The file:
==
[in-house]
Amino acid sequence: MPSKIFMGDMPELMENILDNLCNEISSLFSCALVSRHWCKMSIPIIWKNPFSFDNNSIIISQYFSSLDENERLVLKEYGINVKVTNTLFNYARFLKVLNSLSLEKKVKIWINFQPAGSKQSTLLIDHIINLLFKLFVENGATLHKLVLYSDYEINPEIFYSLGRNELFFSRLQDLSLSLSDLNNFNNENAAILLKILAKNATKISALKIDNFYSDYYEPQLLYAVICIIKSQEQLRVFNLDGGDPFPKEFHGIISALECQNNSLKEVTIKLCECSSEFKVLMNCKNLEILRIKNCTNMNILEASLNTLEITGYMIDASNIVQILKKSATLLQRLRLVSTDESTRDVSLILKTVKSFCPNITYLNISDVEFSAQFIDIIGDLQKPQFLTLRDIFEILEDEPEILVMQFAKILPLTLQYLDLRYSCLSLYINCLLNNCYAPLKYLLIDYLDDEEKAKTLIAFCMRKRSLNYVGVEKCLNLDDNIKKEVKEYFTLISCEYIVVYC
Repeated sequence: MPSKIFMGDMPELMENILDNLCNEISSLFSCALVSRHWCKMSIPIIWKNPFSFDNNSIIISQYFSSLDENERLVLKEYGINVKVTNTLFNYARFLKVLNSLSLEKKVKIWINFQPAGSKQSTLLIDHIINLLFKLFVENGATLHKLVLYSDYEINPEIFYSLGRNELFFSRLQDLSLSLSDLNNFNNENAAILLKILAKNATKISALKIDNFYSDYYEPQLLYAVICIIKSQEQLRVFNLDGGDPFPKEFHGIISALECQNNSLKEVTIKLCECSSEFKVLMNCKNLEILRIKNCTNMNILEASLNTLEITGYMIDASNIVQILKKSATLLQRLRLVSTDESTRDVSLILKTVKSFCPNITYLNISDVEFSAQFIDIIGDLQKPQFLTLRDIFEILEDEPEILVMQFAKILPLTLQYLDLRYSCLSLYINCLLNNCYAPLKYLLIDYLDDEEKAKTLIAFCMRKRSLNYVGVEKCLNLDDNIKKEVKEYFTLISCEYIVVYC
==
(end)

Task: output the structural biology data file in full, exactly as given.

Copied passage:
[in-house]
Amino acid sequence: MPSKIFMGDMPELMENILDNLCNEISSLFSCALVSRHWCKMSIPIIWKNPFSFDNNSIIISQYFSSLDENERLVLKEYGINVKVTNTLFNYARFLKVLNSLSLEKKVKIWINFQPAGSKQSTLLIDHIINLLFKLFVENGATLHKLVLYSDYEINPEIFYSLGRNELFFSRLQDLSLSLSDLNNFNNENAAILLKILAKNATKISALKIDNFYSDYYEPQLLYAVICIIKSQEQLRVFNLDGGDPFPKEFHGIISALECQNNSLKEVTIKLCECSSEFKVLMNCKNLEILRIKNCTNMNILEASLNTLEITGYMIDASNIVQILKKSATLLQRLRLVSTDESTRDVSLILKTVKSFCPNITYLNISDVEFSAQFIDIIGDLQKPQFLTLRDIFEILEDEPEILVMQFAKILPLTLQYLDLRYSCLSLYINCLLNNCYAPLKYLLIDYLDDEEKAKTLIAFCMRKRSLNYVGVEKCLNLDDNIKKEVKEYFTLISCEYIVVYC
Repeated sequence: MPSKIFMGDMPELMENILDNLCNEISSLFSCALVSRHWCKMSIPIIWKNPFSFDNNSIIISQYFSSLDENERLVLKEYGINVKVTNTLFNYARFLKVLNSLSLEKKVKIWINFQPAGSKQSTLLIDHIINLLFKLFVENGATLHKLVLYSDYEINPEIFYSLGRNELFFSRLQDLSLSLSDLNNFNNENAAILLKILAKNATKISALKIDNFYSDYYEPQLLYAVICIIKSQEQLRVFNLDGGDPFPKEFHGIISALECQNNSLKEVTIKLCECSSEFKVLMNCKNLEILRIKNCTNMNILEASLNTLEITGYMIDASNIVQILKKSATLLQRLRLVSTDESTRDVSLILKTVKSFCPNITYLNISDVEFSAQFIDIIGDLQKPQFLTLRDIFEILEDEPEILVMQFAKILPLTLQYLDLRYSCLSLYINCLLNNCYAPLKYLLIDYLDDEEKAKTLIAFCMRKRSLNYVGVEKCLNLDDNIKKEVKEYFTLISCEYIVVYC